Editor's note: This post is part of a series of posts in collaboration with Lappeenranta University of Technology to promote their expertise and tools in commercialising research based innovations.
Back in 2003, when I was looking for a Master's program I was accepted into one in Lappeenranta University of Technology as well as a competing one in a Helsinki based business school - I chose the one in Lappeenranta. There were several reasons behind this and I'm honored to see the university working with ArcticStartup to further promote these reasons and spread knowledge of the vast experience and talent they have accumulated.
The reason I ended up choosing Lappeenranta was their 40+ years of experience in combining technology with business in a frictionless way. This same strength has carried the university to this day and will do so in the future as well.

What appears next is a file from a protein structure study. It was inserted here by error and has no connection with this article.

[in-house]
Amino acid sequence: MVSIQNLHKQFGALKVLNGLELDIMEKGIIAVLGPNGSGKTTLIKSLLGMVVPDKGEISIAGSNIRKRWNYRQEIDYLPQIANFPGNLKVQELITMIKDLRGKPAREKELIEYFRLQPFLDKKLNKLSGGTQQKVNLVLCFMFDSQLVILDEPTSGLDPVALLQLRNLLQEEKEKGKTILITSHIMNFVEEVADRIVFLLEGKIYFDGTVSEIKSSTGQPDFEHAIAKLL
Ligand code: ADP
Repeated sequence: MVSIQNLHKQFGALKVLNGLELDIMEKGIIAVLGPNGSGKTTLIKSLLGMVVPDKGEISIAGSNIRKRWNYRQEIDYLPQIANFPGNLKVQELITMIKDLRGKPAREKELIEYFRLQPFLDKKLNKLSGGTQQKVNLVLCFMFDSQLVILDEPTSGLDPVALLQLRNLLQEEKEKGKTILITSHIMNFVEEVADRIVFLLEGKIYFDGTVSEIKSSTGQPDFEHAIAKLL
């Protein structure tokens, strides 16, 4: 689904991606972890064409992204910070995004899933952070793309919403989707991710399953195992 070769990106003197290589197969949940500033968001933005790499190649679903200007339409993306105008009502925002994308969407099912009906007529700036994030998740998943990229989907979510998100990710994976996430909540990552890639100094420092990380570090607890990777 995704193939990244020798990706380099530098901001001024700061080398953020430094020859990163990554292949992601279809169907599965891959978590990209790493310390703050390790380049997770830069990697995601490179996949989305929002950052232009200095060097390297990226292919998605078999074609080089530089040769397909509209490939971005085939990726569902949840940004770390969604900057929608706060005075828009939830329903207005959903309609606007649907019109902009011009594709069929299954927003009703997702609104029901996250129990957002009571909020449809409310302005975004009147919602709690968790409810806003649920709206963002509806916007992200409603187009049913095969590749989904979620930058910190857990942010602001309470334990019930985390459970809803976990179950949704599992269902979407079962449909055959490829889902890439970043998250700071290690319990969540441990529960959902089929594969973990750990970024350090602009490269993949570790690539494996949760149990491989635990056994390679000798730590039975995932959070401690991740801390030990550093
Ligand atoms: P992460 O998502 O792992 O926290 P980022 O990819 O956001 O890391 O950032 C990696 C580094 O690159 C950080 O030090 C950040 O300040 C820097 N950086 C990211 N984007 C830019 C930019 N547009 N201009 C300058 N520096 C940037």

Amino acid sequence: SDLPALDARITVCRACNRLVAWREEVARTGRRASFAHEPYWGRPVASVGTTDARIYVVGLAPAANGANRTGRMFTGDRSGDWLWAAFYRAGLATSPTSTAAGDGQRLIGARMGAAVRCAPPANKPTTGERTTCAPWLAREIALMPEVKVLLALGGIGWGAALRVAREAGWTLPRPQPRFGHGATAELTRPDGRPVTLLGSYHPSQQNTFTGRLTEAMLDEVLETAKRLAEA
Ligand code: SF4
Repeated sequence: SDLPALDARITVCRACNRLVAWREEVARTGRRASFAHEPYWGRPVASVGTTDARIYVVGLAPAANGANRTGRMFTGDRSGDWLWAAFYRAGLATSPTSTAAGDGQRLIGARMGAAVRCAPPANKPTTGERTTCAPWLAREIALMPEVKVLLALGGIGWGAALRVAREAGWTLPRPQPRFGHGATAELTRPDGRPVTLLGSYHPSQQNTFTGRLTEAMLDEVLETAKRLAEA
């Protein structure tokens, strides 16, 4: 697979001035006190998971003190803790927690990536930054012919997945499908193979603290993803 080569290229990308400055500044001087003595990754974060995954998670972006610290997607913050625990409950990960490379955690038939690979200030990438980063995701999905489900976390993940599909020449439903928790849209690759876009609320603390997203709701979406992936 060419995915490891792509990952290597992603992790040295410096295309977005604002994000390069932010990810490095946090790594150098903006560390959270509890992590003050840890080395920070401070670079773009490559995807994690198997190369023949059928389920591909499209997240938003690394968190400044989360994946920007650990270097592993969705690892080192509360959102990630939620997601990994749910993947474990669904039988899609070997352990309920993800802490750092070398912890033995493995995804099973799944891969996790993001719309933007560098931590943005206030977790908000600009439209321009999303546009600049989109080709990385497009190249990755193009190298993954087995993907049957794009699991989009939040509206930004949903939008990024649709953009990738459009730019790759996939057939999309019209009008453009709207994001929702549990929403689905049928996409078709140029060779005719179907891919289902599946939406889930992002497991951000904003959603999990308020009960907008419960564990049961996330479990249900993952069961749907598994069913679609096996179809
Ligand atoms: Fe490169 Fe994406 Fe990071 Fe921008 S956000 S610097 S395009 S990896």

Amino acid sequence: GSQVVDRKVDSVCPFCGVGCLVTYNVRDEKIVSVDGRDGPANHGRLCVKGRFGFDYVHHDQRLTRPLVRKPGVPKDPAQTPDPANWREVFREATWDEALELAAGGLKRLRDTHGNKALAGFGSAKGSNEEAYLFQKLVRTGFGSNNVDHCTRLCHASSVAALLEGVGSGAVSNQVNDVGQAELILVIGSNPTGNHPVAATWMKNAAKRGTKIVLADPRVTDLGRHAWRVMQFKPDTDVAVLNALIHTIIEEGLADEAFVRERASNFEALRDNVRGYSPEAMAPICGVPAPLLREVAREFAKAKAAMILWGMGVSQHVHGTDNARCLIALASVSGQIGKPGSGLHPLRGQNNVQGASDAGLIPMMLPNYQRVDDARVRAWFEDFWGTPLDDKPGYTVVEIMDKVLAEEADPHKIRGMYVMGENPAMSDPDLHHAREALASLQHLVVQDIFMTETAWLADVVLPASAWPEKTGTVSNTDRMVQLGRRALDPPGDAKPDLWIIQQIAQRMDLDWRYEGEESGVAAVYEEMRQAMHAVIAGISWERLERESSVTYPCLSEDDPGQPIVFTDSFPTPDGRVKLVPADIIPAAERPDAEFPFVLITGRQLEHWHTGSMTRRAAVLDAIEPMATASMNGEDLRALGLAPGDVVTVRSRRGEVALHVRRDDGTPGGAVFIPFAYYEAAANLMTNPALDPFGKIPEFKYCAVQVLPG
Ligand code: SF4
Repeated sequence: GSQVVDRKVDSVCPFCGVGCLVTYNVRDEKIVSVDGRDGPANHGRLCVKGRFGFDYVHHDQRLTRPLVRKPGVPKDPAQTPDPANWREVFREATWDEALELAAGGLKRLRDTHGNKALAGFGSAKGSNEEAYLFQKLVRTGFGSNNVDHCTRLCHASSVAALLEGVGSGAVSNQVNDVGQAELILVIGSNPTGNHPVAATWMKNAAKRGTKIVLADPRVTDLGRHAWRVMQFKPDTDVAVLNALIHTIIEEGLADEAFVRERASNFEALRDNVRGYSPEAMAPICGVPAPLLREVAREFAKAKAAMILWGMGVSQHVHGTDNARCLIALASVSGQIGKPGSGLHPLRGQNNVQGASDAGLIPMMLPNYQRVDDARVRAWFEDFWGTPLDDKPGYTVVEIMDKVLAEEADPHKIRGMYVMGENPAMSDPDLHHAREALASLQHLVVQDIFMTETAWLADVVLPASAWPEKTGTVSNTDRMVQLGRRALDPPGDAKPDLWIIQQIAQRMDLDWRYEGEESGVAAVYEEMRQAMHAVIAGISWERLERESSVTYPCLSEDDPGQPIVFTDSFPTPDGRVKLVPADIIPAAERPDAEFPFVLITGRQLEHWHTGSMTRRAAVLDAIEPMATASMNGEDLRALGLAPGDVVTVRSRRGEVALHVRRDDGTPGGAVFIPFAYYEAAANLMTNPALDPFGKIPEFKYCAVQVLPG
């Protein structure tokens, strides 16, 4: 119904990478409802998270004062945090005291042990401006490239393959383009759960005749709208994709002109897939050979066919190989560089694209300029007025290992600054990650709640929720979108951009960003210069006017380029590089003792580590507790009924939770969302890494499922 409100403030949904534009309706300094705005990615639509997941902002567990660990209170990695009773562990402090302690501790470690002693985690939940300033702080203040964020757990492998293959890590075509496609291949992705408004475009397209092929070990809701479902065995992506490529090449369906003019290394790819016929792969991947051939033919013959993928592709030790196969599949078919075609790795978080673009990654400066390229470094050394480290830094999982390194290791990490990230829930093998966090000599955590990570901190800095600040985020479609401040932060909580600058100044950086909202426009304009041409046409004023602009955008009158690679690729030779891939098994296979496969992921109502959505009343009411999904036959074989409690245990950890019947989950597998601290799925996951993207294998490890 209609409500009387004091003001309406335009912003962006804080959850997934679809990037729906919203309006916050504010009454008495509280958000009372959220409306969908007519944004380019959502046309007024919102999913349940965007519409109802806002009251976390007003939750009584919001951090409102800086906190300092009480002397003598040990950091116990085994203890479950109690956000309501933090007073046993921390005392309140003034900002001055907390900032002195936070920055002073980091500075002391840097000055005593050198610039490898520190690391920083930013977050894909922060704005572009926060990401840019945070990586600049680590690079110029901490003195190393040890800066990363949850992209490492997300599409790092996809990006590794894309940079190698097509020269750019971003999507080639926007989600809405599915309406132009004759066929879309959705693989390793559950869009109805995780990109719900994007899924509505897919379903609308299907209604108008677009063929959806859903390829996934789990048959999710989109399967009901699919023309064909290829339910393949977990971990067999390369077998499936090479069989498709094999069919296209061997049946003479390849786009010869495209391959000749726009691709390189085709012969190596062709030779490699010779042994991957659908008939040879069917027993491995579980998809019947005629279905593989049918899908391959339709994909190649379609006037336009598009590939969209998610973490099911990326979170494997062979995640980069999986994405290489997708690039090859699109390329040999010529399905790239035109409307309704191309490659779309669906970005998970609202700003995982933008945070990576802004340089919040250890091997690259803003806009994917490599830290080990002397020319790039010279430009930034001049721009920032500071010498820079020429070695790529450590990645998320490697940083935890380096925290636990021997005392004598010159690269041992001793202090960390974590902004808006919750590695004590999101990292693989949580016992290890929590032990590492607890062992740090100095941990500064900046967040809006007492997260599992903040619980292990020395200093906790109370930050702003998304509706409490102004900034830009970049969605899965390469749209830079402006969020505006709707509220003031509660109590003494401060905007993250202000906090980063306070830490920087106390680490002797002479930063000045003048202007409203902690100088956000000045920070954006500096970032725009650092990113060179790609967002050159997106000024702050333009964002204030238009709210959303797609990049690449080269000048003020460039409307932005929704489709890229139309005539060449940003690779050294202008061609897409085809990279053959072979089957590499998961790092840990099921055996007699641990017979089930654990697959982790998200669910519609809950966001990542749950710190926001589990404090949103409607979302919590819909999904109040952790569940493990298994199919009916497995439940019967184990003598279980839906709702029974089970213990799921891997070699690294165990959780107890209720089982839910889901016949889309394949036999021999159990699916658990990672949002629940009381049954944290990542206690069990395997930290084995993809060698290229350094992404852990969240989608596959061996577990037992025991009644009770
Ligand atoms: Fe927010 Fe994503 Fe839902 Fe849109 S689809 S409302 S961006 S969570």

ZTE is one of the world's largest device manufacturers and service providers to the mobile industry. In Q4 of 2011, ZTE became the fourth largest handset maker with 4,9% global market share. Today, ZTE and Rightware are announcing a partnership where by ZTE licenses Rightware's Kanzi UI solution to their new range of Android smartphones.
This week we talked to one of the most well known serial entrepreneurs in Finland - Taneli Tikka. He's been part of many startups, but also built some of his own companies and also bankrupted one, and failed in a few. We talked to him about the ride along all the years and what he has learned, both from the success cases as well as bankruptcies. In addition to this we also discussed a little how the startup environment has changed in the 10+ years from the perspectives of investors and entrepreneurs. Did you know he got 5 million euro investment on a 20 million pre-money valuation on his first company, just based on slideware?